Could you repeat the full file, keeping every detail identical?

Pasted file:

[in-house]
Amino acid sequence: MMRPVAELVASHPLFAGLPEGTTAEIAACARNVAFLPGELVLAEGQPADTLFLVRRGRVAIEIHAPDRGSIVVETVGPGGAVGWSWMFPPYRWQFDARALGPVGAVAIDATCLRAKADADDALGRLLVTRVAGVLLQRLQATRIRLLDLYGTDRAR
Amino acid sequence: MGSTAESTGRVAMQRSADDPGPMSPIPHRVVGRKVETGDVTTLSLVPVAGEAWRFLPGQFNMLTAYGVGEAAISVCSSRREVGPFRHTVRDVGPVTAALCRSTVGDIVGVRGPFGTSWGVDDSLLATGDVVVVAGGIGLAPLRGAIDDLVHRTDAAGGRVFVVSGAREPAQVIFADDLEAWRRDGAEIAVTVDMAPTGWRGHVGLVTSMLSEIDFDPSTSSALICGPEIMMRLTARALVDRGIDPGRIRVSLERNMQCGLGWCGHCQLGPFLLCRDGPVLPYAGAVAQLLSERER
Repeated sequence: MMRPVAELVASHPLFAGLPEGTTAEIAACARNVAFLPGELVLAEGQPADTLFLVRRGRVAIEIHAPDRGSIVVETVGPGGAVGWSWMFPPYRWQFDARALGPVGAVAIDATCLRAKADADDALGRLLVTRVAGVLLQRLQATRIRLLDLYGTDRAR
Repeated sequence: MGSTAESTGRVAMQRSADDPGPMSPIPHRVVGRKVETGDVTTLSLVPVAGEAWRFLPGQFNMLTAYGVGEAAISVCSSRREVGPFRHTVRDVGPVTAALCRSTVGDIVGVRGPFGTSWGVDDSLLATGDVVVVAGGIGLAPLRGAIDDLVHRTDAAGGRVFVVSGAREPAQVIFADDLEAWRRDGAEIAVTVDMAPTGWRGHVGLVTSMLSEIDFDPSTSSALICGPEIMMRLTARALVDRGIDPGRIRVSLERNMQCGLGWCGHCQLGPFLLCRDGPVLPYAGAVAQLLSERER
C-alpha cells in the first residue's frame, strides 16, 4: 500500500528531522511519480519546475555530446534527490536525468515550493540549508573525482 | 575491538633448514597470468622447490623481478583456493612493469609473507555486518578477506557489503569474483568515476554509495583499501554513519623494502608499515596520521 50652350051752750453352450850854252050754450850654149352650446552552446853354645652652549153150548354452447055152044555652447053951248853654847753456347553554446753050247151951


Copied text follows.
[in-house]
Amino acid sequence: MMRPVAELVASHPLFAGLPEGTTAEIAACARNVAFLPGELVLAEGQPADTLFLVRRGRVAIEIHAPDRGSIVVETVGPGGAVGWSWMFPPYRWQFDARALGPVGAVAIDATCLRAKADADDALGRLLVTRVAGVLLQRLQATRIRLLDLYGTDRAR
Amino acid sequence: MGSTAESTGRVAMQRSADDPGPMSPIPHRVVGRKVETGDVTTLSLVPVAGEAWRFLPGQFNMLTAYGVGEAAISVCSSRREVGPFRHTVRDVGPVTAALCRSTVGDIVGVRGPFGTSWGVDDSLLATGDVVVVAGGIGLAPLRGAIDDLVHRTDAAGGRVFVVSGAREPAQVIFADDLEAWRRDGAEIAVTVDMAPTGWRGHVGLVTSMLSEIDFDPSTSSALICGPEIMMRLTARALVDRGIDPGRIRVSLERNMQCGLGWCGHCQLGPFLLCRDGPVLPYAGAVAQLLSERER
Repeated sequence: MMRPVAELVASHPLFAGLPEGTTAEIAACARNVAFLPGELVLAEGQPADTLFLVRRGRVAIEIHAPDRGSIVVETVGPGGAVGWSWMFPPYRWQFDARALGPVGAVAIDATCLRAKADADDALGRLLVTRVAGVLLQRLQATRIRLLDLYGTDRAR
Repeated sequence: MGSTAESTGRVAMQRSADDPGPMSPIPHRVVGRKVETGDVTTLSLVPVAGEAWRFLPGQFNMLTAYGVGEAAISVCSSRREVGPFRHTVRDVGPVTAALCRSTVGDIVGVRGPFGTSWGVDDSLLATGDVVVVAGGIGLAPLRGAIDDLVHRTDAAGGRVFVVSGAREPAQVIFADDLEAWRRDGAEIAVTVDMAPTGWRGHVGLVTSMLSEIDFDPSTSSALICGPEIMMRLTARALVDRGIDPGRIRVSLERNMQCGLGWCGHCQLGPFLLCRDGPVLPYAGAVAQLLSERER
C-alpha cells in the first residue's frame, strides 16, 4: 500500500528531522511519480519546475555530446534527490536525468515550493540549508573525482 | 575491538633448514597470468622447490623481478583456493612493469609473507555486518578477506557489503569474483568515476554509495583499501554513519623494502608499515596520521 50652350051752750453352450850854252050754450850654149352650446552552446853354645652652549153150548354452447055152044555652447053951248853654847753456347553554446753050247151951